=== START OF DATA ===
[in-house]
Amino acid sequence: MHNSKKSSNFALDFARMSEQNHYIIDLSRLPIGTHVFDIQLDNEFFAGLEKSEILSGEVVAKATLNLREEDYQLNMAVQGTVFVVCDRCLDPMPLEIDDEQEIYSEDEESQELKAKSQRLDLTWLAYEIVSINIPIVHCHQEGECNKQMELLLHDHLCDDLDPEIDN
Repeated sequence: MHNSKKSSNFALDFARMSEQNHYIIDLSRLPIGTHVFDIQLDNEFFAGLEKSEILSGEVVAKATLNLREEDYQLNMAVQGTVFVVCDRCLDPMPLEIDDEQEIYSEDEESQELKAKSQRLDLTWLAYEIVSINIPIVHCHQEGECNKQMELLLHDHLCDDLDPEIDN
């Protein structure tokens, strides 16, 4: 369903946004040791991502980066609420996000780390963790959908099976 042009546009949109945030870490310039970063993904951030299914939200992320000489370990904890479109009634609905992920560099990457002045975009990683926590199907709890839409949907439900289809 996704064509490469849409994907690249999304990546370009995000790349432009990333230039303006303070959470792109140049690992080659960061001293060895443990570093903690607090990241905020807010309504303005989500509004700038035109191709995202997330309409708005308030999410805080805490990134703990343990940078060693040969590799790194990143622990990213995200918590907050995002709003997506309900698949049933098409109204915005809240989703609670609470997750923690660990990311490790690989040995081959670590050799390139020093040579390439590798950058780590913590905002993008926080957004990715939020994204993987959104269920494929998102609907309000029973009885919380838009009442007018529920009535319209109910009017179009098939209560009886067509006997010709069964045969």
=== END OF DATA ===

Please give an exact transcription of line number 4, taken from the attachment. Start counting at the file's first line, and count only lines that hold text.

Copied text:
């Protein structure tokens, strides 16, 4: 369903946004040791991502980066609420996000780390963790959908099976 042009546009949109945030870490310039970063993904951030299914939200992320000489370990904890479109009634609905992920560099990457002045975009990683926590199907709890839409949907439900289809 996704064509490469849409994907690249999304990546370009995000790349432009990333230039303006303070959470792109140049690992080659960061001293060895443990570093903690607090990241905020807010309504303005989500509004700038035109191709995202997330309409708005308030999410805080805490990134703990343990940078060693040969590799790194990143622990990213995200918590907050995002709003997506309900698949049933098409109204915005809240989703609670609470997750923690660990990311490790690989040995081959670590050799390139020093040579390439590798950058780590913590905002993008926080957004990715939020994204993987959104269920494929998102609907309000029973009885919380838009009442007018529920009535319209109910009017179009098939209560009886067509006997010709069964045969």